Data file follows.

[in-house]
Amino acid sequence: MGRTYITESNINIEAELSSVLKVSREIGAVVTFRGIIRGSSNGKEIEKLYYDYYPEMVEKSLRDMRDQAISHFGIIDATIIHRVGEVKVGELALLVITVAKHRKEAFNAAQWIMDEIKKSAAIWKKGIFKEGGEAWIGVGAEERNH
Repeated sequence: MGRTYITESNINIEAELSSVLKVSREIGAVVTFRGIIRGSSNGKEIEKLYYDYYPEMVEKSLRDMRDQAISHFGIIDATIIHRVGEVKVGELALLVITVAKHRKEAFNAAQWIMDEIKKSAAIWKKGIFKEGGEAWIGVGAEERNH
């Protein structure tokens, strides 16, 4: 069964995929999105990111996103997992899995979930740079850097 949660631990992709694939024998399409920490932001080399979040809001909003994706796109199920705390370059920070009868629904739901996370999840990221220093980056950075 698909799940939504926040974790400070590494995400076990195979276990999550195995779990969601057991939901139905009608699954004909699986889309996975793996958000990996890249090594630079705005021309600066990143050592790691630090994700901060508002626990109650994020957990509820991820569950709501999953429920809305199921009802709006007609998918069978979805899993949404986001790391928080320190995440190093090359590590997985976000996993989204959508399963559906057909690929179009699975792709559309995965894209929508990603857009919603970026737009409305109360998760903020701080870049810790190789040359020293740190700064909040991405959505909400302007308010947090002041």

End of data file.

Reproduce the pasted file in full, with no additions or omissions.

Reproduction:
[in-house]
Amino acid sequence: MGRTYITESNINIEAELSSVLKVSREIGAVVTFRGIIRGSSNGKEIEKLYYDYYPEMVEKSLRDMRDQAISHFGIIDATIIHRVGEVKVGELALLVITVAKHRKEAFNAAQWIMDEIKKSAAIWKKGIFKEGGEAWIGVGAEERNH
Repeated sequence: MGRTYITESNINIEAELSSVLKVSREIGAVVTFRGIIRGSSNGKEIEKLYYDYYPEMVEKSLRDMRDQAISHFGIIDATIIHRVGEVKVGELALLVITVAKHRKEAFNAAQWIMDEIKKSAAIWKKGIFKEGGEAWIGVGAEERNH
């Protein structure tokens, strides 16, 4: 069964995929999105990111996103997992899995979930740079850097 949660631990992709694939024998399409920490932001080399979040809001909003994706796109199920705390370059920070009868629904739901996370999840990221220093980056950075 698909799940939504926040974790400070590494995400076990195979276990999550195995779990969601057991939901139905009608699954004909699986889309996975793996958000990996890249090594630079705005021309600066990143050592790691630090994700901060508002626990109650994020957990509820991820569950709501999953429920809305199921009802709006007609998918069978979805899993949404986001790391928080320190995440190093090359590590997985976000996993989204959508399963559906057909690929179009699975792709559309995965894209929508990603857009919603970026737009409305109360998760903020701080870049810790190789040359020293740190700064909040991405959505909400302007308010947090002041």